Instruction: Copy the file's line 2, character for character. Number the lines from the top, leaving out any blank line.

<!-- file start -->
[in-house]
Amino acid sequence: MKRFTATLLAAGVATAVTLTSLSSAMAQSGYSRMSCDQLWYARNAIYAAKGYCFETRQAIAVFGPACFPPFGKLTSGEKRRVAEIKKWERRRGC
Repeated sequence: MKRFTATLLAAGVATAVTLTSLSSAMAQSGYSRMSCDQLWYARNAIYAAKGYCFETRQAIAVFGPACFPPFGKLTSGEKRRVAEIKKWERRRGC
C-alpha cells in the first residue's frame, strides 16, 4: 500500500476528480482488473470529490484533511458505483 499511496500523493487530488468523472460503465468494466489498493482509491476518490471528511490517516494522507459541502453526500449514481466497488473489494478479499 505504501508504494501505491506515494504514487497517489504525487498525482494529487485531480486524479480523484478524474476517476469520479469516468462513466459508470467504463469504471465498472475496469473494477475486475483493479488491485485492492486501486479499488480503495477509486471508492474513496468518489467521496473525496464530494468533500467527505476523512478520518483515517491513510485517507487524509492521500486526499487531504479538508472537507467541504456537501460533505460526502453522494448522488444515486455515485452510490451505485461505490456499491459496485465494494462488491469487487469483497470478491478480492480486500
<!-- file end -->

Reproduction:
Amino acid sequence: MKRFTATLLAAGVATAVTLTSLSSAMAQSGYSRMSCDQLWYARNAIYAAKGYCFETRQAIAVFGPACFPPFGKLTSGEKRRVAEIKKWERRRGC